Efforts toward adaptive reuse of the building have included proposals to convert the building into a Civil War Museum[6] and a hotel and golf course complex.[9] A non-profit 501(c)3 organization, the Weston Hospital Revitalization Committee, was formed in 2000 for the purpose of aiding in preservation of the building and finding appropriate tenants.[11] Three small museums devoted to military history, toys, and mental health were opened on the first floor of the building in 2004, but were soon forced to close due to fire code violations.[9]

The hospital was auctioned by the West Virginia Department of Health and Human Resources on August 29, 2007. Joe Jordan, an asbestos demolition contractor from Morgantown, was the high bidder and paid $1.5 million for the 242,000-square-foot (22,500 m2) building. Bidding started at $500,000.[12] Joe Jordan has also begun maintenance projects on the former hospital grounds. In October 2007,a Fall Fest was held at the Weston State Hospital. Guided daytime tours were offered as well as a haunted hospital tour at night, a haunted hayride and a treasure hunt starting on the hospital front porch. Family hayrides, arts and crafts and local music were also offered.[citation needed]

The owners are now offering historic tours and daytime paranormal tours 6-days-a-week, Ghost Tours on Friday nights, and Ghost Hunts (which last all night) on Saturday nights.

Televised paranormal investigations[edit]

Being a reportedly haunted location, the asylum was featured on paranormal television programs.[13]

  • In 2008, the ghost-hunting group TAPS was called to the hospital to conduct a paranormal investigation at the request of Joe Jordan due to purported claims of paranormal activity on the grounds. The investigation is featured on Season 4, Episode 9 of the Syfy reality TV series Ghost Hunters.
  • On October 30, 2009, the Travel Channel aired a special seven-hour live broadcast of the reality TV show Ghost Adventures from the asylum. Through a Ghost Adventures section of the Travel Channel website, viewers were able to text message, monitor, and review evidence via webcams for the live special. There was plenty of activity, including pressure, voices, and something showing up on the heat seeking camera. The reception of the "lockdown" was met with critical success; however, viewers criticized guest Robert Bess for throwing an EMF detector out of his hand and claiming it was removed from his hand.[14][15] In their "Post-Mortem" special, which aired a week later, Zak Bagans and Nick Groff addressed the viewers' belief that the incident was not paranormal. Bess responded by claiming that the incident was authentic paranormal activity.[16]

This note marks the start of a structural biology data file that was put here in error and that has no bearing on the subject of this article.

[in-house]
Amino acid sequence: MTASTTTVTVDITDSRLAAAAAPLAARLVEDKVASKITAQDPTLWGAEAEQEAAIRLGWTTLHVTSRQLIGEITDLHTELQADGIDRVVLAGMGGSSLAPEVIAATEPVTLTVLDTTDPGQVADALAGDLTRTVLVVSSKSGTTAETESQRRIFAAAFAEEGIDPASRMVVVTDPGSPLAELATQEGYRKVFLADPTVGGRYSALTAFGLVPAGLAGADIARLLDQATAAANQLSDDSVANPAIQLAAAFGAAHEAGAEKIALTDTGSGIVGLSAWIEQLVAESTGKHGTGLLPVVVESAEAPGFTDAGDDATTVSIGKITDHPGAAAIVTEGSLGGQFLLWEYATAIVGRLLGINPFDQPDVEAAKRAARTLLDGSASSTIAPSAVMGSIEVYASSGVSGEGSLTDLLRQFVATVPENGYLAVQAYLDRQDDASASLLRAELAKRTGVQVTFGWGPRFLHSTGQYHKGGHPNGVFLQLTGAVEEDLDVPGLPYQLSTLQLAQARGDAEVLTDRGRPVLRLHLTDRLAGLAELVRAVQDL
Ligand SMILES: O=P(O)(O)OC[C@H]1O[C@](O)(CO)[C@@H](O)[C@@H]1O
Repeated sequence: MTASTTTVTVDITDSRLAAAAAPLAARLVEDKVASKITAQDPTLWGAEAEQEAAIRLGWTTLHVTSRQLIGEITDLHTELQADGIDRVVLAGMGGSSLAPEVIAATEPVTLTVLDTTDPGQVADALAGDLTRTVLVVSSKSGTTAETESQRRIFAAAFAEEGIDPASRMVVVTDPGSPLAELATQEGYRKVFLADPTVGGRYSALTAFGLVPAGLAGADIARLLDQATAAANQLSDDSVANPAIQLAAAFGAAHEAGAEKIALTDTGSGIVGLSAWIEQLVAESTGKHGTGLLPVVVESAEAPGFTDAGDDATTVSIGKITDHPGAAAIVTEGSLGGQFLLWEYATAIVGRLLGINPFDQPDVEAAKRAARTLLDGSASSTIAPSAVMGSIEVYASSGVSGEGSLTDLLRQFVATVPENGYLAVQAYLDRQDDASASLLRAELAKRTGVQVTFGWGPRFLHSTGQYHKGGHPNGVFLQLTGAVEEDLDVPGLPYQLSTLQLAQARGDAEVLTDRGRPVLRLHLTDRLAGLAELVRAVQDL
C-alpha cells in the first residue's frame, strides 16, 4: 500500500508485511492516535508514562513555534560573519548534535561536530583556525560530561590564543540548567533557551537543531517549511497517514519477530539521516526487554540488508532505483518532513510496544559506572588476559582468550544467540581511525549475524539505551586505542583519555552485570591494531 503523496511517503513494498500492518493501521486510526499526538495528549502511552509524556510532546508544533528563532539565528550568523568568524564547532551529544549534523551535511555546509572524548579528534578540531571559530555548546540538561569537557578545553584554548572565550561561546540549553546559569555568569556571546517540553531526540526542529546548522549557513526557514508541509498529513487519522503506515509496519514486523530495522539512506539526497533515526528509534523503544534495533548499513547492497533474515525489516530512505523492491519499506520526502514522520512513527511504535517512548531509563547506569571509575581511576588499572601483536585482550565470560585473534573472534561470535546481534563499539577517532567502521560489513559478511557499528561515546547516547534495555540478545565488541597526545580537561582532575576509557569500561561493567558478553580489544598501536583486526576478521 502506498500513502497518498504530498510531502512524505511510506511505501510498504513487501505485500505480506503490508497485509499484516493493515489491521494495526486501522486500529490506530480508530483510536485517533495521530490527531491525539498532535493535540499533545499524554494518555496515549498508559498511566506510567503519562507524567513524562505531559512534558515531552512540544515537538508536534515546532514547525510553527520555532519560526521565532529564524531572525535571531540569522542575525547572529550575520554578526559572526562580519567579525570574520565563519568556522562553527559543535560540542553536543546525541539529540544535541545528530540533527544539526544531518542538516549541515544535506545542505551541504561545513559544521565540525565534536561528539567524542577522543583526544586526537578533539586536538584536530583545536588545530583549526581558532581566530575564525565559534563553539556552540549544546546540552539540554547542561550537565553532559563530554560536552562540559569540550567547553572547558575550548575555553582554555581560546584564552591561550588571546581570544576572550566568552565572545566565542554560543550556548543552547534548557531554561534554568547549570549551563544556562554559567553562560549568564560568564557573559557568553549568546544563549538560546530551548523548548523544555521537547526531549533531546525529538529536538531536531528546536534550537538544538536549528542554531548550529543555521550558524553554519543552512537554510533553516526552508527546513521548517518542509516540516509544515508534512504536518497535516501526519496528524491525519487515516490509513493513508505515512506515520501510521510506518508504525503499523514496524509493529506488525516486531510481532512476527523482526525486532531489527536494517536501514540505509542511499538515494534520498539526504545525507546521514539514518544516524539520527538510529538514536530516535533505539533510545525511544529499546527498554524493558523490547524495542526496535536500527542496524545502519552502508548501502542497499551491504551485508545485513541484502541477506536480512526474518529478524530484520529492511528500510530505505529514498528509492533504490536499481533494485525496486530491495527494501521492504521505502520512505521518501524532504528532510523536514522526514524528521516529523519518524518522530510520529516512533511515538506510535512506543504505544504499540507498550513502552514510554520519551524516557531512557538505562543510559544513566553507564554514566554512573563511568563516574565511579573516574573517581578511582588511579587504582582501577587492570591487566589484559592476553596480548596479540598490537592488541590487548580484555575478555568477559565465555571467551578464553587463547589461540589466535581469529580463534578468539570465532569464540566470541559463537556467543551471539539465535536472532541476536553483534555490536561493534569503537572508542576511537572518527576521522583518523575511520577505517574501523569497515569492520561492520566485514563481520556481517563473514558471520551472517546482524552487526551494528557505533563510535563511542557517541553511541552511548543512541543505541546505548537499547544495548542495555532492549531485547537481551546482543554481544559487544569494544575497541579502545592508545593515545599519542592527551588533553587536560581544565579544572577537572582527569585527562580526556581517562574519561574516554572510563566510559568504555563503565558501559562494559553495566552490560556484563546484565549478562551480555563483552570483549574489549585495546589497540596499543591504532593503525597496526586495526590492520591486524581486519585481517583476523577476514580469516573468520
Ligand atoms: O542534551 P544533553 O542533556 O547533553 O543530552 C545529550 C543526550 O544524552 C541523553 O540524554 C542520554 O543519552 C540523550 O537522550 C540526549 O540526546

• in 2011 it was featured in movie called "Episode 50"

See also[edit]

Notes[edit]

  1. ^ a b c "National Register Information System". National Register of Historic Places. National Park Service. 2010-07-09. 
  2. ^ a b "Weston Hospital Main Building". National Historic Landmark summary listing. National Park Service. Retrieved 2007-10-13. 
  3. ^ http://www.kirkbridebuildings.com/buildings/weston/
  4. ^ "Old asylums decay, while some strive for restoration". The Baltimore Sun. 2008-08-03. Retrieved 2008-08-03. [dead link]
  5. ^ West Virginia SHPO and Carolyn Pitts (January 10, 1990). National Register of Historic Places Inventory-Nomination: Weston Hospital Main Building / The Lunatic Asylym West of the Alleghany Mountains / West Virginia Hospital for the Insane PDF (359 KB). National Park Service. 
  6. ^ a b c d e f g Swick, Gerald D. (2006). "Weston State Hospital". In Ken Sullivan (ed.). The West Virginia Encyclopedia. Charleston, W.Va.: West Virginia Humanities Council. p. 779. ISBN 0-9778498-0-5. 
  7. ^ a b c d e f g Weston Hospital Revitalization Committee (2005). "Hospital History". Retrieved 2007-02-15. 
  8. ^ a b c Historic West Virginia: The National Register of Historic Places. Charleston, W.Va.: West Virginia Division of Culture and History: State Historic Preservation Office. 2000. pp. 74–75. 
  9. ^ a b c Weston Hospital Revitalization Committee (2005). "Hospital News". Retrieved 2007-02-19. 
  10. ^ Post Gazette (1999-06-20). "A Town Sees Red Over Police Vandalism.". Pittsburgh Post-Gazette. Retrieved 1999-06-20. 
  11. ^ Weston Hospital Revitalization Committee (2005). "About WHRC". Retrieved 2007-02-19. 
  12. ^ "Morgantown contractor buys old Weston State Hospital". Charleston Daily Mail. Retrieved 2007-08-29. 
  13. ^ http://www.trans-alleghenylunaticasylum.com/main/hauntings.html
  14. ^ http://www.tv.com/ghost-adventures/ghost-adventures-live/episode/1296322/summary.html?tag=ep_guide;summary
  15. ^ http://discussions.travelchannel.com/eve/forums/a/tpc/f/2301931059/m/1191988659
  16. ^ Cothern, Andrew (January 19, 2010). "Robert Bess Explains the Paranormal". Richmond.com (Richmond, Virginia). Retrieved 6 February 2010. 

External links[edit]